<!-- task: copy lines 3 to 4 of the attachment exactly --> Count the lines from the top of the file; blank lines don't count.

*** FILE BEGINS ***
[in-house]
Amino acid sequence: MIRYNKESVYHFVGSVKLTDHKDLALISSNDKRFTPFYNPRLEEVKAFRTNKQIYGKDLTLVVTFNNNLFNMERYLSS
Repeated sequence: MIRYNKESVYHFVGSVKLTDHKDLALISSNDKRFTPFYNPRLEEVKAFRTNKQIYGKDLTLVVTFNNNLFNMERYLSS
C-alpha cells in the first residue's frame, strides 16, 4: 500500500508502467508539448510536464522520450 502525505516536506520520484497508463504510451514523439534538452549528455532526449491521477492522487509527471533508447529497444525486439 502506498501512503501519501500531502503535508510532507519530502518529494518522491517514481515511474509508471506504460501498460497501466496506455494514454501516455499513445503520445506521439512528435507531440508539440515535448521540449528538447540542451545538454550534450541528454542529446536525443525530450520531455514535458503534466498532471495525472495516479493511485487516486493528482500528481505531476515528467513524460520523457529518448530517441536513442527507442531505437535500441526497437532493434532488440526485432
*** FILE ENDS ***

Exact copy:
Repeated sequence: MIRYNKESVYHFVGSVKLTDHKDLALISSNDKRFTPFYNPRLEEVKAFRTNKQIYGKDLTLVVTFNNNLFNMERYLSS
C-alpha cells in the first residue's frame, strides 16, 4: 500500500508502467508539448510536464522520450 502525505516536506520520484497508463504510451514523439534538452549528455532526449491521477492522487509527471533508447529497444525486439 502506498501512503501519501500531502503535508510532507519530502518529494518522491517514481515511474509508471506504460501498460497501466496506455494514454501516455499513445503520445506521439512528435507531440508539440515535448521540449528538447540542451545538454550534450541528454542529446536525443525530450520531455514535458503534466498532471495525472495516479493511485487516486493528482500528481505531476515528467513524460520523457529518448530517441536513442527507442531505437535500441526497437532493434532488440526485432